116 3rd St SE
Cedar Rapids, Iowa 52401
CEDAR RAPIDS — The city of Cedar Rapids has spent $34 million to bring public sidewalks, parks and other facilities into compliance with the Americans with Disabilities Act since executing a settlement agreement with the U.S. Justice Department in 2015 to eliminate physical and communication barriers in city infrastructure.
Cedar Rapids was among more than 200 local governments the Justice Department targeted as part of Project Civic Access, an initiative to make city infrastructure, facilities and programs more accessible and bring them in compliance with the 1990 federal law.
The Justice Department closed the file in 2019 after the city requested an extension to have more time to complete the work as Cedar Rapids had shown documented progress. Staff have continued working since then to address a checklist of deficiencies in its infrastructure, including its website.
What’s happened since
The settlement agreement has brought accessibility “to the forefront” of city processes, City Program Manager April Wing said.
The biggest expense as part of the settlement agreement involves reconstructing all non-compliant curb ramps that have been constructed or altered since Jan. 26, 1992, when the ADA went into effect.
Wing said staff identified 4,322 curb ramps as needing to be reconstructed — including sidewalk curbs that have no ramps at all, or sidewalk curbs with pre-existing ramps that are out of compliance with current standards.
To date, the city has repaired 3,897 of those curb ramps and spent about $15.8 million on that alone. Tim Mroch, capital improvement projects program manager, said the rest are slated to be completed next year.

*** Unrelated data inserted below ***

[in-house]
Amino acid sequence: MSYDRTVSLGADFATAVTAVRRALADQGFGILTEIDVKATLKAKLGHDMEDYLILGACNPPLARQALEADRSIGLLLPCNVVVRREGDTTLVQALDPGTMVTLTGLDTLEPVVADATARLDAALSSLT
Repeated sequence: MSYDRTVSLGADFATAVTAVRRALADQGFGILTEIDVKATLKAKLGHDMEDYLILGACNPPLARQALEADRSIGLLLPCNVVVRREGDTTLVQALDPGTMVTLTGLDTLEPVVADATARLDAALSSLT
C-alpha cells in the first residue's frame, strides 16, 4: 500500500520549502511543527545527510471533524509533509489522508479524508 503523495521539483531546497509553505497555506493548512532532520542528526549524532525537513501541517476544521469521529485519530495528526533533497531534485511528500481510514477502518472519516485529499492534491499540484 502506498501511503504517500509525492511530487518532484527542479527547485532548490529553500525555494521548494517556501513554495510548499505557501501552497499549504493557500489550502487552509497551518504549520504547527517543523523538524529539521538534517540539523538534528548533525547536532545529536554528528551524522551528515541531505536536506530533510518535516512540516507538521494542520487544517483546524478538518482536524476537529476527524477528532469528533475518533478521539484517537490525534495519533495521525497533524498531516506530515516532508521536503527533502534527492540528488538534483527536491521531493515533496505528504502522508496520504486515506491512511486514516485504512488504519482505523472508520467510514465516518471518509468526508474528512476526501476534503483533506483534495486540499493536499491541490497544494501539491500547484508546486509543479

“This curb ramp replacement repair is basically going to become a recurring program every year where we’ll go out and continue to tackle those ramps that need to be repaired,” Mroch said.
The Public Works Department also has been coordinating with the Transit Division on design for a number of ADA transit stop upgrades, Mroch said. A project will be bid in early 2022 for construction starting in the spring.
Plus, the city is updating to accessible pedestrian signals whenever signals need replacement or are added as part of construction, Wing said.
The city’s website, cedar-rapids.org, shows the ADA improvements. A map with locations of completed curb ramps and ramps that are pending replacement is available on the Public Works ADA Accessibility page. A list of locations of accessible pedestrian signals can be found on the Traffic Engineering page.
Cedar Rapids has worked on updating parks by quadrant, so northeast and northwest quadrant parks are completed — including Twin Pines Golf Course and the new ADA-compliant Mini Pines miniature course, as well as Ellis Harbor, said Facilities Maintenance Supervisor Jeff Koffron. That facility next spring will launch a barrier-free dock system with fully accessible loading into boats, kayaks and canoes.
The city will look to start on the southeast and southwest quadrant parks next year.
Cedar Rapids also has completed work on high-use facilities such as Veterans Memorial Stadium, the ImOn Ice Arena and the Alliant Energy PowerHouse, and on both public library branches. Work is underway on the Ground Transportation Center, Paramount Theatre, Animal Care and Control facility and more.